Curb Your Enthusiasm: The Complete Fifth Season (2005)
Larry: You're nuts about this Jesus guy, aren't you?
Cheryl's father: I have a personal relationship with Christ.
Larry: Really? I can see worshipping Jesus if he were a girl. Like if God had a daughter...Jane. I'll worship a Jane.- (Larry David, Paul Dooley)
Stars: Larry David
Other Stars: Jeff Garlin, Cheryl Hines, Shelley Berman, Susie Essman, Ed O'Ross, Rosie O'Donnell, Mayim Bialik, Mekhi Phifer, Paul Dooley, Ashly Holloway, Lydia Cornell, Matt DeCaro, Ann Guilbert, Kevin Nealon, Bob Einstein, Richard Lewis, Kendra Wilkinson, Holly Madison, Richard Kind, Gary Player, Hugh Hefner, Stephen Tobolowsky, Bill Saluga, George Lopez, Iris Bahr, Stuart Pankin, Sascha Baron Cohen. Wanda Sykes, Bobbi Sue Luther, Frank Whaley, Mindy Kaling, Lobo Sebastian, Lydia Blanco, Julie Payne
Director: Robert B. Weide, Larry Charles, David Steinberg, Bryan Gordon
MPAA Rating: Not Rated for (language, brief nudity, sexuality)
Run Time: 05h:50m:00s
Release Date: 2006-08-01
DVD ReviewLarry David is the original "say the wrong thing guy", and in this fifth season of HBO's Curb Your Enthusiasm much of the comedic conflict comes from his incessant non-PC prodding of a particular subject, but this time around there seems to be have more instances of his attempts to legitimately do the right thing blow up horribly in his face. And it's that subtle shift in tone that either reveals a series running out of ideas or one that feels the need to reinvent itself, because over the arc of the 10 episodes gathered here there is a perfect opportunity for the show to bow out gracefully, something that is especially evident in the season ender appropriately entitled The End.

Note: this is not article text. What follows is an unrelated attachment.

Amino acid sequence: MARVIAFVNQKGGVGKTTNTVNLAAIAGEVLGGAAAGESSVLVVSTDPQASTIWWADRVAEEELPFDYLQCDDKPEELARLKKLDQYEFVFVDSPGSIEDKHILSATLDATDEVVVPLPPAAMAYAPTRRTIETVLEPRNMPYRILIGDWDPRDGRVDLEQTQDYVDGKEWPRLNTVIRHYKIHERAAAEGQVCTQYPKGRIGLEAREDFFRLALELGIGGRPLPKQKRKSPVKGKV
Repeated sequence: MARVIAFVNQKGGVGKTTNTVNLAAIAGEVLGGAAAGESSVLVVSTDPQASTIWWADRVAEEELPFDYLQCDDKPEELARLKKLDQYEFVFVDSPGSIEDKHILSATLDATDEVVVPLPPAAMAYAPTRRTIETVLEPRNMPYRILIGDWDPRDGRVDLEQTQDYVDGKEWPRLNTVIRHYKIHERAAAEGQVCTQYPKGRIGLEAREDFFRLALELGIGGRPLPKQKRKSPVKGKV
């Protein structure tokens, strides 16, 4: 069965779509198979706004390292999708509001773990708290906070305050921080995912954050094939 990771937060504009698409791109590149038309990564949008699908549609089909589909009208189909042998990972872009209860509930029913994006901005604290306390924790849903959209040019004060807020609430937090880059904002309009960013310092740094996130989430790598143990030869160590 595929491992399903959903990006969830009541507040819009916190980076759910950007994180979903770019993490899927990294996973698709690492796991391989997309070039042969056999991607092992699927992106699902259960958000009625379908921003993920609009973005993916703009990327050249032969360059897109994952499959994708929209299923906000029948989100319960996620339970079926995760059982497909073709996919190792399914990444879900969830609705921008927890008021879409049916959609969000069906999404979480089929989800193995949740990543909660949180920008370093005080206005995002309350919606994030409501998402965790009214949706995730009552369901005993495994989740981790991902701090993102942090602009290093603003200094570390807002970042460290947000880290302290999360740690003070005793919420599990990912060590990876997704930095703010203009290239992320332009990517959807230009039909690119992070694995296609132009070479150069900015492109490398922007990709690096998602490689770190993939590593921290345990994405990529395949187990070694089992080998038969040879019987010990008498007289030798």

In the Curb universe, Larry plays himself—the man who created Seinfeld—and lives in Los Angeles where his caustically inquisitive personality has him constantly at odds with just about everyone he encounters through a steady onslaught of poorly placed comments and all-around selfishness. The regular supporting cast is still her, with Cheryl Hines as his perpetually exasperated wife Cheryl, Jeff Garlin as his manager/friend Jeff, and Susie Essman as Jeff's foul-mouthed (at least when it concerns Larry) wife Susie. Familiar faces like Paul Dooley, Shelley Berman, Bob Einstein and Richard Lewis (as himself) reprise their roles throughout the fifth season as story arcs intertwine and play off each other.
Season Five begins with a near-death drowning experience for Larry, prompting him to question his purpose in life, and then a near-death utterance from his father Nat (Shelley Berman) indicates he may be adopted. Larry enlists the services of bow-tied private investigator (Mekhi Phifer) to find his real parents, and as the 10 eps unfold this storyline pops up occasionally, blended with another recurring subplot about Richard Lewis needing a kidney transplant. The overlap builds to wonderful crescendo in the season ending episode, involving a few bizarre guest stars and great set of flashbacks that could serve as a fitting series ender.
The rest of the season has Larry dealing with his racist dog (according to a great rant by Wanda Sykes, who only appears here in one ep), a sandwich named in his honor, squeaky orthopedic shoes, becoming "friend to the lesbians", a very friendly sex offender, pretending to be an Orthodox Jew, a big vagina, accusing a Korean of eating Jeff's missing dog, dishonoring a Kamikaze soldier, and trading smoking jackets with Hugh Hefner. The show is built on Larry's ability to generally say or do the wrong thing, which he does in abundance here, but one of the shifts in the structure for this season is how often his actions are well-intended, but misconstrued by the rest of the world. It's still funny, just perhaps a bit less based on Larry's lack of proper social skills.